Climate Risk—An Overview

January 9, 2020 Aaron Helmbrecht

Climate Risk—An Overview

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Many Americans have felt keenly the effects of extreme climatic events: increased droughts in the western United States, higher rainfall and snowfall in the eastern part of the country, and greater damage from tornadoes, hurricanes, floods, and wildfires.

Questions to consider:

  • Do the candidates have positions on climate risk?
  • Do the candidates have proposals to change or update the National Flood Insurance Program?

While climate scientists continue to refine their models, most data shows record-breaking warm temperatures in many parts of the world over the past several years. Acknowledging that the public debate on climate risk has often been contentious, the American Academy of Actuaries encourages the public to inform itself with objective information and data to more fully engage in the debate. This brief guide to climate risk issues is offered to voters to help explain the growing costs and consequences of weather-related damages and thereby help them to better understand the positions of candidates during the 2020 election campaigns.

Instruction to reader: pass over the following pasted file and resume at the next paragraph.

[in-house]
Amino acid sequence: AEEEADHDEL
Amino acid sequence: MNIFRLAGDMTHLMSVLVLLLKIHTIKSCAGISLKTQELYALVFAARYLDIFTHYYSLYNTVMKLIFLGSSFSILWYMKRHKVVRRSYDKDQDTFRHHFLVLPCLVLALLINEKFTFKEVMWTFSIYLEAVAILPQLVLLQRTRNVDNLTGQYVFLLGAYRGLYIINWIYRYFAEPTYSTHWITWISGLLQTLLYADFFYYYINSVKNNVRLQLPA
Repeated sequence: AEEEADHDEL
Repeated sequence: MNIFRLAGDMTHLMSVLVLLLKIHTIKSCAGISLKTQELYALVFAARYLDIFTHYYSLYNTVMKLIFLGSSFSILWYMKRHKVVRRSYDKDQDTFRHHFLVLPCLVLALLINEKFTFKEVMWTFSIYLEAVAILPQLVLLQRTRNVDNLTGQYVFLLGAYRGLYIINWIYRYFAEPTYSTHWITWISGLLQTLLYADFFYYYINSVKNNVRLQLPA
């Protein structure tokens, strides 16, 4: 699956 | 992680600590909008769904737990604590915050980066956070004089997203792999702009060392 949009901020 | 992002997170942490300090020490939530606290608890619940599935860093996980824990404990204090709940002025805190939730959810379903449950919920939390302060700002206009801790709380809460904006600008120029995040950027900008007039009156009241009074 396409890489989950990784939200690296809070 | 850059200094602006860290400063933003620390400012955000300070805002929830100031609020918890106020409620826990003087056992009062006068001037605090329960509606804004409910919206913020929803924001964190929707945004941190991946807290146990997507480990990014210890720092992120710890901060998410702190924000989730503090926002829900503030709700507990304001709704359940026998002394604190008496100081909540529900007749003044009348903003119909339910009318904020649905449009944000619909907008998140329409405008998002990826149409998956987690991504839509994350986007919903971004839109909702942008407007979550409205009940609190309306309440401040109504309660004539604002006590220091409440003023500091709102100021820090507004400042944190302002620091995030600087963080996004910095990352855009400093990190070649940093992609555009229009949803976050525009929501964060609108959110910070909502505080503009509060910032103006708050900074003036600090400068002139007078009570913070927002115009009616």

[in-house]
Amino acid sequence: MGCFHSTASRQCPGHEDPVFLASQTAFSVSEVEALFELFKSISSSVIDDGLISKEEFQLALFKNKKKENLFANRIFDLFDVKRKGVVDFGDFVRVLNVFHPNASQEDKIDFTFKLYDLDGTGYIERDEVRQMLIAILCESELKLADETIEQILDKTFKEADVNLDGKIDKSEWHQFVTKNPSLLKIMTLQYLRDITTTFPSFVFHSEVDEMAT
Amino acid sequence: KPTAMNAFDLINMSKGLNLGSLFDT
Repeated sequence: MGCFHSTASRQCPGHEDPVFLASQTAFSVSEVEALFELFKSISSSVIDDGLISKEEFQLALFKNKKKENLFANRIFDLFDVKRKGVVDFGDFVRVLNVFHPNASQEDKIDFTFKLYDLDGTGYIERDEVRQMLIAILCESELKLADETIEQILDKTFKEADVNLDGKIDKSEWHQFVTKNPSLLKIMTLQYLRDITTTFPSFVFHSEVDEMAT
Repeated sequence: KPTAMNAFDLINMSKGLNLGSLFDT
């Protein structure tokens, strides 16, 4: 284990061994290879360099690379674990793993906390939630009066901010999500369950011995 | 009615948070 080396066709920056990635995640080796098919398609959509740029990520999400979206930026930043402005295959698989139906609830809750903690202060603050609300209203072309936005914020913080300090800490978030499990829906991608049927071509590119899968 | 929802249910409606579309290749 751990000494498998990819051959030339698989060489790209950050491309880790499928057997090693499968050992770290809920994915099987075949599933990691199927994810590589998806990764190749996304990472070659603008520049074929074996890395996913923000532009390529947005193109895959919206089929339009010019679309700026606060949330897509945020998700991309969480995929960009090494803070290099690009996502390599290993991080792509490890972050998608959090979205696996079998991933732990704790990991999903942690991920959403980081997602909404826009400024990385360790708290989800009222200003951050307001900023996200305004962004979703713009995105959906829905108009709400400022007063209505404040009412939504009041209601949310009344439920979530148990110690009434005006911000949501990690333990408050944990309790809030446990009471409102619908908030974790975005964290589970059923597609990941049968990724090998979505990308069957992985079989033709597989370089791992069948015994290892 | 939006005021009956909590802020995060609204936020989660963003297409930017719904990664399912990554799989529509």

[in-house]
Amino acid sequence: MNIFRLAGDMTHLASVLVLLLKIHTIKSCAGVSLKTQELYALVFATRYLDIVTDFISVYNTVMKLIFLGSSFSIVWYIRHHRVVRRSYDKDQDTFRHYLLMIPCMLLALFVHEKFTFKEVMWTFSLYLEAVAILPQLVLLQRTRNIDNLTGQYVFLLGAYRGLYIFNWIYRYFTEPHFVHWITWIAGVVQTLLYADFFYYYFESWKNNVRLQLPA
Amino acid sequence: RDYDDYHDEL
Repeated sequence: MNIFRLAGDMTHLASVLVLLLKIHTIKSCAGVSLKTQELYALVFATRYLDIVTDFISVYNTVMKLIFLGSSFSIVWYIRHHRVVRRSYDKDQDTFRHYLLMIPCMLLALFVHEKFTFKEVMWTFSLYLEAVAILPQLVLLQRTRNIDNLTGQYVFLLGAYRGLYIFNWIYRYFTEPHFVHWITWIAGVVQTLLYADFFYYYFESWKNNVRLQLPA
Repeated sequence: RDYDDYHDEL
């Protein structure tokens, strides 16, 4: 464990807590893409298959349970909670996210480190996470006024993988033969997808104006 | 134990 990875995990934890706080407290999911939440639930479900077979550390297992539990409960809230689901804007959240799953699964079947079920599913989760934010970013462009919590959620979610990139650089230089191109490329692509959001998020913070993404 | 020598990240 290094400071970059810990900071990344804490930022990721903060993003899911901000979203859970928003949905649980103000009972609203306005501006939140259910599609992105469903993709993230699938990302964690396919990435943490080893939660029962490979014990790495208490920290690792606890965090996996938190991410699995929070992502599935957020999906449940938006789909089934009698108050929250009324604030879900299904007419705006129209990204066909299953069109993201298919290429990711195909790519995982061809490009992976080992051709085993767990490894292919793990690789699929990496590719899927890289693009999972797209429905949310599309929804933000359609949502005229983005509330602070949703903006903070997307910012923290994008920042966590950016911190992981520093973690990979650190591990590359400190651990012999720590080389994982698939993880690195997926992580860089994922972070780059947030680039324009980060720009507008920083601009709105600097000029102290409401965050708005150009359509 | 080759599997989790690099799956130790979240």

Global Natural Loss Events (2018)
Number of Events 850
Overall Losses $160 billion
Insured Losses $80 billion
Fatalities 10,400
Source: Munich Re
Largest Storm Losses (2018)
Michael $25 billion
Florence $25 billion
Colorado Hail $2 billion
Source: NOAA

Source: NOAA

Writing on the World Economic Forum’s website, Alison Martin of the Zurich Insurance Group noted that, “September 2017 was the most intense month on record for extreme weather events, as well as the most expensive US hurricane season since 2005 with economic losses in excess of $300 billion. And the US was not alone in experiencing extreme weather: Ireland, for example, had its worst tropical storm in more than 50 years.”[1]

In 2018, the U.S. experienced 14 weather and climate disasters, each with losses exceeding $1 billion and all totaling around $91 billion in damages. Both the number of events and their cumulative cost ranked fourth highest since records began in 1980.[2]​

NOAA: Key U.S. National Climate Assessment Findings

  • Global climate is changing; this is apparent across the United States in a wide range of observations.
  • Impacts related to climate risk are already evident in many sectors and are expected to become increasingly disruptive across the nation throughout this century and beyond.
  • Climate-related extremes threaten human health and well-being in many ways, including through more extreme weather events and wildfire, decreased air quality, and diseases transmitted by insects, food, and water.
  • Infrastructure is being damaged by sea level rise, heavy downpours, and extreme heat; damages are projected to increase with these continued climate trends.
  • Water quality and water supply reliability are jeopardized by climate change in a variety of ways that affect ecosystems and livelihoods.